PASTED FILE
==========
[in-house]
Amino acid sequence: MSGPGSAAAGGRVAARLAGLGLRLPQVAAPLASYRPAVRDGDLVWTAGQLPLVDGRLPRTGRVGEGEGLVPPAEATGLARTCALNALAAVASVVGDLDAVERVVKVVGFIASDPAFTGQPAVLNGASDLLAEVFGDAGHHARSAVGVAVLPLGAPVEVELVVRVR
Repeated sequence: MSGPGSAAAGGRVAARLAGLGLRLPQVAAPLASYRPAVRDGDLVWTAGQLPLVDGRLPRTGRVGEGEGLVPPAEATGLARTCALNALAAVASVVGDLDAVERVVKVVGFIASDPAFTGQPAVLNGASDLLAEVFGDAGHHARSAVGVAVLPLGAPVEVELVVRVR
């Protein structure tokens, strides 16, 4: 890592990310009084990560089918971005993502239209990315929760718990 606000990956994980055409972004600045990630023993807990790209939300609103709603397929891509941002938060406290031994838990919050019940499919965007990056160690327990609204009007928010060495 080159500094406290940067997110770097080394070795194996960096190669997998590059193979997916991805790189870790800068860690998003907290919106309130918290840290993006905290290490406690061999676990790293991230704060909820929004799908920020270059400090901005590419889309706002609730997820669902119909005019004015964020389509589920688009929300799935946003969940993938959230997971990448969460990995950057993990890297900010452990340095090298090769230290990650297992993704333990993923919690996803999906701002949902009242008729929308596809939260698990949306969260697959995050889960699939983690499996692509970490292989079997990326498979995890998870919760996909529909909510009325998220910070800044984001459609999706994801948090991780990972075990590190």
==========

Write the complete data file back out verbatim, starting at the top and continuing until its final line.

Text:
[in-house]
Amino acid sequence: MSGPGSAAAGGRVAARLAGLGLRLPQVAAPLASYRPAVRDGDLVWTAGQLPLVDGRLPRTGRVGEGEGLVPPAEATGLARTCALNALAAVASVVGDLDAVERVVKVVGFIASDPAFTGQPAVLNGASDLLAEVFGDAGHHARSAVGVAVLPLGAPVEVELVVRVR
Repeated sequence: MSGPGSAAAGGRVAARLAGLGLRLPQVAAPLASYRPAVRDGDLVWTAGQLPLVDGRLPRTGRVGEGEGLVPPAEATGLARTCALNALAAVASVVGDLDAVERVVKVVGFIASDPAFTGQPAVLNGASDLLAEVFGDAGHHARSAVGVAVLPLGAPVEVELVVRVR
């Protein structure tokens, strides 16, 4: 890592990310009084990560089918971005993502239209990315929760718990 606000990956994980055409972004600045990630023993807990790209939300609103709603397929891509941002938060406290031994838990919050019940499919965007990056160690327990609204009007928010060495 080159500094406290940067997110770097080394070795194996960096190669997998590059193979997916991805790189870790800068860690998003907290919106309130918290840290993006905290290490406690061999676990790293991230704060909820929004799908920020270059400090901005590419889309706002609730997820669902119909005019004015964020389509589920688009929300799935946003969940993938959230997971990448969460990995950057993990890297900010452990340095090298090769230290990650297992993704333990993923919690996803999906701002949902009242008729929308596809939260698990949306969260697959995050889960699939983690499996692509970490292989079997990326498979995890998870919760996909529909909510009325998220910070800044984001459609999706994801948090991780990972075990590190």